The map above converts complex statistical information to chunks of relevant knowledge pieces
This is part of my submission to International Map Industry Association (IMIA) blog
Like many cartographers, I am always fascinated with maps. I could be staring at any floating globe or spending quality time with my atlases. Maps has been one of the best graphical tools to convey knowledge. Knowledge is Power. Hence, Map is Power too!
Through my personal globe and many atlases, I came to know the vastness and complexities of the world. Maps simplify the complexity of world into chunks of knowledge relevant for the audience. For example, atlases have many thematic maps which shows the interrelationships of nature and mankind. A thematic map reduces multiple relationships to a simpler one where you and I can understand the world. Since the dawn of mankind, maps has served to further progress of humanity. From finding food to 3D modelling of disasters, maps have informed us what to do. Hence, Map is Power!
Like what other blog contributors mentioned, most of the map history is dictated by the professional surveyors and cartographers. Vast majority of the populace lives by and accept the standards and shapes determined by map-makers. Hence, the power of maps and the knowledge conveyed to the world is predetermined. With the advent of technologies and global geographical volunteers, the centre of power has shifted away from the map-makers. Today, non-cartographers(or surveyors/GISers) are the forefront in providing the new geographical information and most importantly, new maps.
I captured a lot of free geographic information for many years but there wasn’t a platform for me to make it publicly available. Then, I stumbled upon the OpenStreetMap and it was Power in action. As I am from Malaysia, freely available datasets (we take granted this in developed world) is very hard to be obtained. OpenStreetMap provided me and other geographic volunteers to break down the mammoth dataset barrier in front of us. Before Google Maps showed all the bus stops locations of my home state, I filled up the bus stops and route paths on Open Street Maps. Other users also chipped in by updating the attributes. It is clear example how new technologies are bringing power of maps to a bigger audience. Maps impact people and people impact maps.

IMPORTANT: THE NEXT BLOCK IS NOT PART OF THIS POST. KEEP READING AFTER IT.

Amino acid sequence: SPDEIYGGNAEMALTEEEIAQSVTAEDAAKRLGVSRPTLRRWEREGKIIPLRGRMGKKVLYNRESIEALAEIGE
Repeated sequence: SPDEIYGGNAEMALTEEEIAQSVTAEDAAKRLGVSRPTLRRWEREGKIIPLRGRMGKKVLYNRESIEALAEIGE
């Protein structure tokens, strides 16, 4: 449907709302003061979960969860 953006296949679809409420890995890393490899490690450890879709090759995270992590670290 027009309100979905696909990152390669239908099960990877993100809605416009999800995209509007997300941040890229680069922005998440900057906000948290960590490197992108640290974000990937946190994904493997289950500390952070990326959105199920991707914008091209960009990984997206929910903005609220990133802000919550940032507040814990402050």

With the advent open source datasets and open source technologies, maps are empowering more people than ever. Civil society and individuals are creating maps more than ever in history of mankind and interpreting the world in their unique ways. Barriers are coming down and map mashups are everywhere. Geographical analysis is advancing further and giving new insights to businesses and governments. We know exactly where to put our store or next school. We can visualize predictions using time-lapse features of various GIS software. Don’t you feel map is so empowering? Map is Power.
In conclusion, in our current lifetime, we have seen how maps have empowered us. More importantly, we, both the consumers and producers, have been empowered to shape the maps. Maps will continue to evolve (from drawings on ground to virtual reality) but always to stick to its main purpose. Conveying knowledge in a simplified manner and giving us the power to act. Map is Power!
Danesh Prakash Chacko, volunteer/pro-bono GIS consultant in Melbourne (Australia)